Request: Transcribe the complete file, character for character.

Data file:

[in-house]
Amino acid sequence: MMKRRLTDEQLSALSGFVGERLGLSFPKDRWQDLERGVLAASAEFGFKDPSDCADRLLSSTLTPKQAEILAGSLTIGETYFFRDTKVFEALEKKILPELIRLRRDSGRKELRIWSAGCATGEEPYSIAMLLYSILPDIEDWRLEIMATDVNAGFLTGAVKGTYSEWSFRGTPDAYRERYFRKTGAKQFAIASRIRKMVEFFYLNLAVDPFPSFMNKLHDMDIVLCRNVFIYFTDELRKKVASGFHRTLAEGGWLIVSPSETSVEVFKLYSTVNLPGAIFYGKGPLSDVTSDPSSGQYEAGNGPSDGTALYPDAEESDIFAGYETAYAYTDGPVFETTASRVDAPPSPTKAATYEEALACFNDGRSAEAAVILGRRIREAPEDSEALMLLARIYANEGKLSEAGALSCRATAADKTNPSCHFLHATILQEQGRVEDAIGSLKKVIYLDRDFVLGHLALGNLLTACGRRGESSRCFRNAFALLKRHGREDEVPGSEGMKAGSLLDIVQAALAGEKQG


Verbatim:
[in-house]
Amino acid sequence: MMKRRLTDEQLSALSGFVGERLGLSFPKDRWQDLERGVLAASAEFGFKDPSDCADRLLSSTLTPKQAEILAGSLTIGETYFFRDTKVFEALEKKILPELIRLRRDSGRKELRIWSAGCATGEEPYSIAMLLYSILPDIEDWRLEIMATDVNAGFLTGAVKGTYSEWSFRGTPDAYRERYFRKTGAKQFAIASRIRKMVEFFYLNLAVDPFPSFMNKLHDMDIVLCRNVFIYFTDELRKKVASGFHRTLAEGGWLIVSPSETSVEVFKLYSTVNLPGAIFYGKGPLSDVTSDPSSGQYEAGNGPSDGTALYPDAEESDIFAGYETAYAYTDGPVFETTASRVDAPPSPTKAATYEEALACFNDGRSAEAAVILGRRIREAPEDSEALMLLARIYANEGKLSEAGALSCRATAADKTNPSCHFLHATILQEQGRVEDAIGSLKKVIYLDRDFVLGHLALGNLLTACGRRGESSRCFRNAFALLKRHGREDEVPGSEGMKAGSLLDIVQAALAGEKQG